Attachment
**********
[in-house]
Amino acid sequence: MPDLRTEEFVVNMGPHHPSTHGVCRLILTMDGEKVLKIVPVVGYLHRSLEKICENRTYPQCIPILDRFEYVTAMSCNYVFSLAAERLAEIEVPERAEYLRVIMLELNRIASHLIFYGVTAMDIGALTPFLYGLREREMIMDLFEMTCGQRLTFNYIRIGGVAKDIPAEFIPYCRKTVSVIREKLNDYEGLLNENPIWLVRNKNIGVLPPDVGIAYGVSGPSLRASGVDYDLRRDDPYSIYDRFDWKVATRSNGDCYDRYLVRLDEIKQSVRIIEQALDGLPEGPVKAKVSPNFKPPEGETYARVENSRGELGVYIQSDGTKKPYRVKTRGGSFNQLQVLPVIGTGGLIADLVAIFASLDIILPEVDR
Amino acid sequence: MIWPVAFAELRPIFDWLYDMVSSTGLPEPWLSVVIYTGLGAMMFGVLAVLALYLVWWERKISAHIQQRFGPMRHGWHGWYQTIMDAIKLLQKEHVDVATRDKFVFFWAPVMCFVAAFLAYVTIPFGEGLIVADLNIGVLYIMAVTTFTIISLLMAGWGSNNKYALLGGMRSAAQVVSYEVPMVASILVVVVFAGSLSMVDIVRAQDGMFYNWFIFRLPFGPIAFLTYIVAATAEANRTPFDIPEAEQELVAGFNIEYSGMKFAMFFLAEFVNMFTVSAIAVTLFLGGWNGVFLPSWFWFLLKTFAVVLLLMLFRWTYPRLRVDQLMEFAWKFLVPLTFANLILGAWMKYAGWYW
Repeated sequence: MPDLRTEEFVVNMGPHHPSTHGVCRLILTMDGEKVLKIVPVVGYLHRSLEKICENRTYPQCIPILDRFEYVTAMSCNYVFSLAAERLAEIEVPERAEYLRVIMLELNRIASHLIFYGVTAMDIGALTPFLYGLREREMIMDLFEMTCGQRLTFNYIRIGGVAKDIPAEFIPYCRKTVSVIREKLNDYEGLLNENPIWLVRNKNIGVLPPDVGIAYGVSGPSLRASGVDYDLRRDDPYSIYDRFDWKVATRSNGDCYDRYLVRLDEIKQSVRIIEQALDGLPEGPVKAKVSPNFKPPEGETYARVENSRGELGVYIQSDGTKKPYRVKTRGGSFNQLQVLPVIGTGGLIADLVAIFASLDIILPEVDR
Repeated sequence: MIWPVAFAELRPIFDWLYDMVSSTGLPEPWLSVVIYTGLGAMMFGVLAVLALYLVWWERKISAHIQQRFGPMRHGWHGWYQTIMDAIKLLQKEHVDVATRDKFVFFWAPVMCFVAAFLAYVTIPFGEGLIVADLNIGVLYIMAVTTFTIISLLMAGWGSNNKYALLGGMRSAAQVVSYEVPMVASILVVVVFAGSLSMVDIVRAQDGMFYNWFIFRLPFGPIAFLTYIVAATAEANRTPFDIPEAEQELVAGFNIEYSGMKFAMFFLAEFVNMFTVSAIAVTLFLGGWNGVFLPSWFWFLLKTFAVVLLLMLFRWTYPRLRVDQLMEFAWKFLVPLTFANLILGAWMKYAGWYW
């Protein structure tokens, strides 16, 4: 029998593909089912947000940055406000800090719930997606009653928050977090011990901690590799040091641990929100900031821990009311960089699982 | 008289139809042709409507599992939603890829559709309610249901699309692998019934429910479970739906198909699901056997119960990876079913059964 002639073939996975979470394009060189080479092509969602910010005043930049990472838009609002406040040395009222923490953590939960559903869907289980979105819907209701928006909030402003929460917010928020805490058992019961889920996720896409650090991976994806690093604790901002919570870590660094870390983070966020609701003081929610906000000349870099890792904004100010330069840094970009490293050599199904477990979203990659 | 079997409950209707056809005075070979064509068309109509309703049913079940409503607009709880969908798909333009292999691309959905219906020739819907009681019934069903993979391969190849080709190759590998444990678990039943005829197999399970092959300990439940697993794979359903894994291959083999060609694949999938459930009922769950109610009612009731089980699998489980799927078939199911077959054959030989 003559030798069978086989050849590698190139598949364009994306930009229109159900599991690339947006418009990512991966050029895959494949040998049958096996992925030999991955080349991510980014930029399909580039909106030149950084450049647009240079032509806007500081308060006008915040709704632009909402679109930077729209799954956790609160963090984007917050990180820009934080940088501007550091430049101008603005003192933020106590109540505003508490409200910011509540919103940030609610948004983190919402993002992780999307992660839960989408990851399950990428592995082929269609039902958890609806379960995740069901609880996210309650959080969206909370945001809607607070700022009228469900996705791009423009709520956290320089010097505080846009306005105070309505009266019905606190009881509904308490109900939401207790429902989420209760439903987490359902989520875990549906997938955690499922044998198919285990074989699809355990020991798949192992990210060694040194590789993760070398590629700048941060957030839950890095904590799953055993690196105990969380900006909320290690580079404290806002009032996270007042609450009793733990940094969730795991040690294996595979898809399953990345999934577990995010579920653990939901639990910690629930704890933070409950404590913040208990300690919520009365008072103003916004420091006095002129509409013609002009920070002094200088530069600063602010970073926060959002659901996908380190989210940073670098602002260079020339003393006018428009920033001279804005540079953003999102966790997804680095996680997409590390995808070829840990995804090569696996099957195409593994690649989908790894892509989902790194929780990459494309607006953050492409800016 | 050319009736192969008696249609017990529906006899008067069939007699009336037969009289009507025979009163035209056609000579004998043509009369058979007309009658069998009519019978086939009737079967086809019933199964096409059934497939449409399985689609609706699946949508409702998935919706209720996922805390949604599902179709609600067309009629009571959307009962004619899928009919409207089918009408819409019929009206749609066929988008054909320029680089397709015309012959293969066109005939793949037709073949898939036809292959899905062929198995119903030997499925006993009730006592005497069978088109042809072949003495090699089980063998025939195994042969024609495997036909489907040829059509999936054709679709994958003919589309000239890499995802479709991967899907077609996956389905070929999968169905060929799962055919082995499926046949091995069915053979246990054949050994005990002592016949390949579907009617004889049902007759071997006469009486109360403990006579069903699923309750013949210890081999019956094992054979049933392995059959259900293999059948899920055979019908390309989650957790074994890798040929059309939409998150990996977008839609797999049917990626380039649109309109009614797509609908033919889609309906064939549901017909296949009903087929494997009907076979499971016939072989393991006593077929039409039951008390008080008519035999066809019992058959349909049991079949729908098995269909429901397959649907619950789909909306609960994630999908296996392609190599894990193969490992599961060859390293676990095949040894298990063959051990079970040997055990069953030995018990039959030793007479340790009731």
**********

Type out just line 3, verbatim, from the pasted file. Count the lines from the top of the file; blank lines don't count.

Amino acid sequence: MIWPVAFAELRPIFDWLYDMVSSTGLPEPWLSVVIYTGLGAMMFGVLAVLALYLVWWERKISAHIQQRFGPMRHGWHGWYQTIMDAIKLLQKEHVDVATRDKFVFFWAPVMCFVAAFLAYVTIPFGEGLIVADLNIGVLYIMAVTTFTIISLLMAGWGSNNKYALLGGMRSAAQVVSYEVPMVASILVVVVFAGSLSMVDIVRAQDGMFYNWFIFRLPFGPIAFLTYIVAATAEANRTPFDIPEAEQELVAGFNIEYSGMKFAMFFLAEFVNMFTVSAIAVTLFLGGWNGVFLPSWFWFLLKTFAVVLLLMLFRWTYPRLRVDQLMEFAWKFLVPLTFANLILGAWMKYAGWYW